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Facial Recognition Devices Will Reach $122 Million by 2024

Use of facial recognition devices and licenses is predicted to increase from 28.5 million in 2015 to 122 million by 2024, which will likely lead to increased use by government and lawenforcement, according to market research firm Tractica.

This trend could come to represent a revolution in security methods and lend a critical new tool to those responsible for the security of everything from borders to consumers’ wallets.

Tractica’s report, Facial Recognition, examined the market for facial recognition biometrics hardware and software, including 10-year forecasts for the period from 2015 through 2024. The report examined 20 use cases specific to face biometrics, forecasting revenue, and software licenses for facial recognition, along with revenue and device shipments for facial thermography.
Facial Recognition Devices Will Reach $122 Million by 2024 Homeland Security Today 
Similar to human recognition, facial biometrics technology recognizes people by their faces. The technology is passive, often requiring no action by the person being recognized, as well as stealthy, helping to identify persons of interest.

According to the report, after a number of breakthroughs during the 1980’s and 1990’s, the technology is now experiencing a period of rapid growth. The FBInoted that, “Early facial recognition algorithms used simple geometric models, but the recognition process has now matured into a science of sophisticated mathematical representations and matching processes.”

Tractica assessed that as costs continue to steadily decrease, continued increase in usage is likely. Currently the most common use for facial recognition technology is mobile device authentication—a trend likely to remain strong over the next several years. Tractica expects the technology to gain traction in a number of industries, including banking, law enforcement, and government applications, such as national ID cards and biometrics passports.

“The largest use case for facial recognition is mobile device authentication,” said principal analyst Bob Lockhart in a statement. “This use case is defined in massive volumes, but at a small unit price. The next substantial use case for facial recognition is to identify persons of interest. This use case exists in government, defense, law enforcement, and enterprise markets. Future applications include anonymously profiling people for uses like customized digital signage.”

Although costly, infrared-based facial thermography enables high confidence level matching, which makes it desirable for applications such as border control, automated teller machines, law enforcement and defense.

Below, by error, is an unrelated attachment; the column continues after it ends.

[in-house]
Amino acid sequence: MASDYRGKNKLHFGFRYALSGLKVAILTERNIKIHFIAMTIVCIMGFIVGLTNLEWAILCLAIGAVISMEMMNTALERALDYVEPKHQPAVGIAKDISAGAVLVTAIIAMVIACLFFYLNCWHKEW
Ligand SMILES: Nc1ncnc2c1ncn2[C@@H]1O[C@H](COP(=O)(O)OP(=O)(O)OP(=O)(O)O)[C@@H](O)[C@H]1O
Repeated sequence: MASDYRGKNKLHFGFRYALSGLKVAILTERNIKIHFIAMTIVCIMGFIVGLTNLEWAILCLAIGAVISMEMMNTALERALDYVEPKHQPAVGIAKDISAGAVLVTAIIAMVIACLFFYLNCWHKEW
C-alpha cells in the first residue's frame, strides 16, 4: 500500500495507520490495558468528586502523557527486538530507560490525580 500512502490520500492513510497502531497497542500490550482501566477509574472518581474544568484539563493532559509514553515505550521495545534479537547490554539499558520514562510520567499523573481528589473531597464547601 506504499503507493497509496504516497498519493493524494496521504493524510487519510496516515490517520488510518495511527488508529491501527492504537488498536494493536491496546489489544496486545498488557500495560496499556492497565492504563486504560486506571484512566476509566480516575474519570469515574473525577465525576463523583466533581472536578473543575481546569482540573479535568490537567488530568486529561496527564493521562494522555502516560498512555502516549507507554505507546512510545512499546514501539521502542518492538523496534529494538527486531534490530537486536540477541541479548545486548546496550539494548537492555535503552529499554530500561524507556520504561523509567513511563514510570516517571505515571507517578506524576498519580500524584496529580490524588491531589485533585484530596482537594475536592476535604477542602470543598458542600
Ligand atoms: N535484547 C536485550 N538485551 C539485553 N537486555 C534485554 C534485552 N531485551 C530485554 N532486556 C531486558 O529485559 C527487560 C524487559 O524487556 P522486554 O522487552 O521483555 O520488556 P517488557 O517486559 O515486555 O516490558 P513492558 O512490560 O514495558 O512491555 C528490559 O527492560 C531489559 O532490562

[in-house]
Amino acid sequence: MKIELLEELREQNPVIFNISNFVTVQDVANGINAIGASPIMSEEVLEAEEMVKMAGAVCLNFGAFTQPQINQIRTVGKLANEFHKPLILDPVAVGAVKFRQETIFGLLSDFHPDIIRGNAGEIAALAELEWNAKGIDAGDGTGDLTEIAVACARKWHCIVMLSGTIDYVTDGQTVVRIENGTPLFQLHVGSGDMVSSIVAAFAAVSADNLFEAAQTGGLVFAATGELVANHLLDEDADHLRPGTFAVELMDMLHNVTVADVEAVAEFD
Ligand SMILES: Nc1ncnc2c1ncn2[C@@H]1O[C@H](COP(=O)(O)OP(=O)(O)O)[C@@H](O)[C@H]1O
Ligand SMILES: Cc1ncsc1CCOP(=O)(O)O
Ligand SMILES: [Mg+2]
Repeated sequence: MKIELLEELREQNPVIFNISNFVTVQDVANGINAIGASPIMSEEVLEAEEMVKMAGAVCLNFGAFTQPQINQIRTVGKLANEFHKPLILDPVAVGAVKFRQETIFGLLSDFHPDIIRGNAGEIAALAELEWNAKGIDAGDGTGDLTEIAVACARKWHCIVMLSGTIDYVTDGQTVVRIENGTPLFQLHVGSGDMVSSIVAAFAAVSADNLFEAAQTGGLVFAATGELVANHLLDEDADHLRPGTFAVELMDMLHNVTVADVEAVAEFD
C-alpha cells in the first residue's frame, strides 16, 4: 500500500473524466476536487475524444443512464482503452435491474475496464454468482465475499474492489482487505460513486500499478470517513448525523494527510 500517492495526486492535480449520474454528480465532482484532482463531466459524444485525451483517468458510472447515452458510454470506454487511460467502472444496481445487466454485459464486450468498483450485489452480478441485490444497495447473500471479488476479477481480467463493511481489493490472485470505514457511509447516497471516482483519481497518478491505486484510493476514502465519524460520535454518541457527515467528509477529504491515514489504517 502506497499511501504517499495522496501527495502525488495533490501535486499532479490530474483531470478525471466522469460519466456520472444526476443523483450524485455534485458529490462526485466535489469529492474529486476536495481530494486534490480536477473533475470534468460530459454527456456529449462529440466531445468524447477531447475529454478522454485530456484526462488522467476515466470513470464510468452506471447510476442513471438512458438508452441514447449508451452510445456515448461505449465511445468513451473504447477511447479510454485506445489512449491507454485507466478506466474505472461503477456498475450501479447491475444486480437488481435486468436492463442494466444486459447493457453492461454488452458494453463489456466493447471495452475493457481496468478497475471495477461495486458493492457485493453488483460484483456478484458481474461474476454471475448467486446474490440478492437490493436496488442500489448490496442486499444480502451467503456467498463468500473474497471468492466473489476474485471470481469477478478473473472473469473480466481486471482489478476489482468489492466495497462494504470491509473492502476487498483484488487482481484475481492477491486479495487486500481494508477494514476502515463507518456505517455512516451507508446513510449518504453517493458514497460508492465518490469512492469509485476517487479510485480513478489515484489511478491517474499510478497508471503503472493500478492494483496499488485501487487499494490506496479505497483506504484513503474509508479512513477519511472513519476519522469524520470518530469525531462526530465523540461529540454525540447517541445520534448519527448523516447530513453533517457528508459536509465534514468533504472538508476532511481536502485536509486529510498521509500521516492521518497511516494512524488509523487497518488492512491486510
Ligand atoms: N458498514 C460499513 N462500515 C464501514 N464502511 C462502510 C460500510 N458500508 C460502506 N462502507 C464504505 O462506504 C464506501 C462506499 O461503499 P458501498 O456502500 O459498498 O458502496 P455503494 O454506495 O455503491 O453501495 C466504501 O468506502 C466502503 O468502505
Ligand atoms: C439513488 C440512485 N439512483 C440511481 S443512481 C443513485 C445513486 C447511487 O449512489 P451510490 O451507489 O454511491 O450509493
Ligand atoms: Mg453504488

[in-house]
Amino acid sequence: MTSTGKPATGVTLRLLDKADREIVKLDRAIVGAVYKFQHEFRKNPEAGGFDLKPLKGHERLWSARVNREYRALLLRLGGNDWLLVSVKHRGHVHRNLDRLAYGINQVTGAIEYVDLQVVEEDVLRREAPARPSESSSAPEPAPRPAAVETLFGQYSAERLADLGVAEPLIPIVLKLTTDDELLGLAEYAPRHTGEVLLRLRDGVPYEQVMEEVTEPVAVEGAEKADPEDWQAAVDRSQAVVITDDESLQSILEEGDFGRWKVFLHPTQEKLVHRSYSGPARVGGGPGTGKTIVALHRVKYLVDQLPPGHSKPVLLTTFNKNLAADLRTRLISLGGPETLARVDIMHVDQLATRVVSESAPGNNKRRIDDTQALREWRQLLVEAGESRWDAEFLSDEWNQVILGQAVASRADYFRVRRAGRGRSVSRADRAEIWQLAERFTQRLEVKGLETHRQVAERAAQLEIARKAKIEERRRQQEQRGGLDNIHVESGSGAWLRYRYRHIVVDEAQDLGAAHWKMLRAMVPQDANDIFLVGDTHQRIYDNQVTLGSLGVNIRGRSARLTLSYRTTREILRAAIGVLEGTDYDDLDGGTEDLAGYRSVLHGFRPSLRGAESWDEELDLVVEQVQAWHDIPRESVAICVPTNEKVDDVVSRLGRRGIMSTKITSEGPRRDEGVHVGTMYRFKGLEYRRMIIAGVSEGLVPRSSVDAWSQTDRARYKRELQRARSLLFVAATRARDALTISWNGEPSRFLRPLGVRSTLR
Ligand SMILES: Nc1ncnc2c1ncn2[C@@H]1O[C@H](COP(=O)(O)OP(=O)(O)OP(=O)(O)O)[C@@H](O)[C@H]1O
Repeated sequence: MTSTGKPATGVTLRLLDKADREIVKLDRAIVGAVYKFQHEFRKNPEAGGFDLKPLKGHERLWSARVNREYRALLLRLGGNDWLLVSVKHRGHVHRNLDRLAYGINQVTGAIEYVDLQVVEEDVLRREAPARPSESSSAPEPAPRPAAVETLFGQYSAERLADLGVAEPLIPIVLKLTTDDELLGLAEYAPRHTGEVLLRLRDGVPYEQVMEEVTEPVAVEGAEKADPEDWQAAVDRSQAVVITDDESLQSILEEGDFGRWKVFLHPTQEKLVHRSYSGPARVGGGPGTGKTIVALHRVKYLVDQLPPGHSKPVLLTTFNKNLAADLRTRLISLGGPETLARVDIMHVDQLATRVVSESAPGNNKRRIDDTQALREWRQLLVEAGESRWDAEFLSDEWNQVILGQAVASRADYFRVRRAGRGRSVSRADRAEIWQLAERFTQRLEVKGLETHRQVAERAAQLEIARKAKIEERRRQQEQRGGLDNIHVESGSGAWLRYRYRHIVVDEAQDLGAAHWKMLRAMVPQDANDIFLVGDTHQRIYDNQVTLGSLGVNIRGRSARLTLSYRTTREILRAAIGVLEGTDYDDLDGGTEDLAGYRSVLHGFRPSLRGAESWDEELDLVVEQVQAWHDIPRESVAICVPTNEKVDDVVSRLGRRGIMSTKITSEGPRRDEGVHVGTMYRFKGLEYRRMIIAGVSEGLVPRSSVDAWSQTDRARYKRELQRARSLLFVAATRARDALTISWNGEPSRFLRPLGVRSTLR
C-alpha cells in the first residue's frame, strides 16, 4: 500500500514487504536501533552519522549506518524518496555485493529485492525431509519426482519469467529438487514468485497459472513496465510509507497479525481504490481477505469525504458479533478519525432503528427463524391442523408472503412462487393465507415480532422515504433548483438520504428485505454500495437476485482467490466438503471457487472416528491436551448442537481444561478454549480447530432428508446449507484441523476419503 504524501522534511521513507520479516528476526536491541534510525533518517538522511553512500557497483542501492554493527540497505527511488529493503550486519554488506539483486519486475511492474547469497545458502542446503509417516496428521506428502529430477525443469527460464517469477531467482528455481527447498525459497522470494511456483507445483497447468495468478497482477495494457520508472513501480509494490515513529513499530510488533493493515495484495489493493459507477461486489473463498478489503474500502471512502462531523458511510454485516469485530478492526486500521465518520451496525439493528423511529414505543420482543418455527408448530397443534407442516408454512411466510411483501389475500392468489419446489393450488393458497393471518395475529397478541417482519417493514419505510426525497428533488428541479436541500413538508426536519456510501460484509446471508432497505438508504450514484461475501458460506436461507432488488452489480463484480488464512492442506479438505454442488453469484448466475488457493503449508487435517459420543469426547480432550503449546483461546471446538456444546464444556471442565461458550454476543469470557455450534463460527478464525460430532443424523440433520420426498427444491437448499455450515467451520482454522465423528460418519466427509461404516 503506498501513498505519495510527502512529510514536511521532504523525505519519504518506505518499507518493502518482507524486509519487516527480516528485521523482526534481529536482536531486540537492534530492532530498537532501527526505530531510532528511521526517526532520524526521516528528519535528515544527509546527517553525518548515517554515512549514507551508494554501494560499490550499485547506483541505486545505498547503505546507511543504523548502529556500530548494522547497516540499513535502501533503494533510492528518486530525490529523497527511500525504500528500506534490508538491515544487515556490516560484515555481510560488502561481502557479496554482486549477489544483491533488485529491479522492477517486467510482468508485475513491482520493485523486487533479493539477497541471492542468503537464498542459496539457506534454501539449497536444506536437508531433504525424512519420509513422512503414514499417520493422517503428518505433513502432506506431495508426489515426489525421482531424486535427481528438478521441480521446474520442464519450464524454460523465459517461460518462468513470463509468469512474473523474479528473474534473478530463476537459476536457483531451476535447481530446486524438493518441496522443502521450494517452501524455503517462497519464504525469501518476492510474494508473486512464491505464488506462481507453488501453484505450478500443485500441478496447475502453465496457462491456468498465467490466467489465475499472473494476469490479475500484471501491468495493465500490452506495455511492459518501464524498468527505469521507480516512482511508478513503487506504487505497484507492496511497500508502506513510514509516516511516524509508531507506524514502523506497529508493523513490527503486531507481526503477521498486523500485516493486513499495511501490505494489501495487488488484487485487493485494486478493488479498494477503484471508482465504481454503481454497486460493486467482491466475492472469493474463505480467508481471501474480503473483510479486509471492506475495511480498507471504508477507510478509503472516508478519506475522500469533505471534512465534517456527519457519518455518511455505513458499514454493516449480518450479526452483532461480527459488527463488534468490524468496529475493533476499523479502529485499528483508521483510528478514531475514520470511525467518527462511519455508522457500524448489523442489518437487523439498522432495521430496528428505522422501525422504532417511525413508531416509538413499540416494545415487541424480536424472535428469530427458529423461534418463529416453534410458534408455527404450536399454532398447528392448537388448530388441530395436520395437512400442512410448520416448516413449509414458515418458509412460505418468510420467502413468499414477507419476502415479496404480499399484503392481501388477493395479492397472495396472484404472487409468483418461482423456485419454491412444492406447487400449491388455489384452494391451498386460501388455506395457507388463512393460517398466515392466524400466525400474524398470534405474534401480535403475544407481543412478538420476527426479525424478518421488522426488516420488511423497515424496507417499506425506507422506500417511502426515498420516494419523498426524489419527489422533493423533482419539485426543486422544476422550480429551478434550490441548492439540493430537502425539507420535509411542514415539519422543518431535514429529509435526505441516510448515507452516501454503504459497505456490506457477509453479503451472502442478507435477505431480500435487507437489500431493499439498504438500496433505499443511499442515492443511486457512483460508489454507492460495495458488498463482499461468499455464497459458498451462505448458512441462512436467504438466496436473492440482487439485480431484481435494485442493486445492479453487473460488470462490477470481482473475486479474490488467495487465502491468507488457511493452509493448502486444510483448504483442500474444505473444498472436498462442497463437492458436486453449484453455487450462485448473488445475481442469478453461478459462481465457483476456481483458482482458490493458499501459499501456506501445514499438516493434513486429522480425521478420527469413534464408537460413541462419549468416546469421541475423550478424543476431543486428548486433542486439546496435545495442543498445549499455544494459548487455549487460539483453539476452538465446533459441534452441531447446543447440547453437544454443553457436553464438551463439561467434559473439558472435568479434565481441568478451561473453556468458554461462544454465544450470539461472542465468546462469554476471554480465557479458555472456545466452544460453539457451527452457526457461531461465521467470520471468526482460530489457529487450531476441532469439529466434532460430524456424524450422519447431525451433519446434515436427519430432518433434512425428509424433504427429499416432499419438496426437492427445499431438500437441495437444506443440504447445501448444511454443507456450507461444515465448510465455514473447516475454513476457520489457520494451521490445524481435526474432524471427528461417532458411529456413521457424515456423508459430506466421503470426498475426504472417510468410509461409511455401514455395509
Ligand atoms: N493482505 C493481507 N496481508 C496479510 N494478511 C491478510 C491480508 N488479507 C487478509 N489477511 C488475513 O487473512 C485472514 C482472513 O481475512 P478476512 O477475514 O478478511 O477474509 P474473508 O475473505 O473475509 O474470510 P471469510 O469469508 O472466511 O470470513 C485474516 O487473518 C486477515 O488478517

However, not all individuals and organizations are supportive of the growth of facial recognition technology. Privacy groups recently walked out of talks with US officials that was intended to establish a code of conduct for the technology. Moreover, Alessandro Acquisti, professor of information technology and public policy at Carnegie Mellon University, noted, “Facial recognition makes it possible for third parties to identify people in the ‘offline’ world without their awareness, knowledge, and consent.”

The technology has also come under scrutiny in the UK where use of facial recognition systems by law enforcement have become hotly debated over privacy concerns.

Despite these concerns, all signs point to continued growth of this moderately sized industry at a rapid rate. Starting from a base of $150 million in 2015, Tractica forecasts that global facial recognition revenue will reach $882 million by 2024, with cumulative revenue for the 10-year period totaling $4.9 billion at a compound annual growth rate of 22 percent.

However, facial recognition also faces strong competition from fingerprint recognition, voice and speech recognition, and various forms of eye recognition. Although facial recognition technology is a smaller market than these competing technologies,if Tractica projections hold firm the balance could shift.

Homeland Security Todayhttp://www.hstoday.us
The Government Technology & Services Coalition's Homeland Security Today (HSToday) is the premier news and information resource for the homeland security community, dedicated to elevating the discussions and insights that can support a safe and secure nation. A non-profit magazine and media platform, HSToday provides readers with the whole story, placing facts and comments in context to inform debate and drive realistic solutions to some of the nation’s most vexing security challenges.

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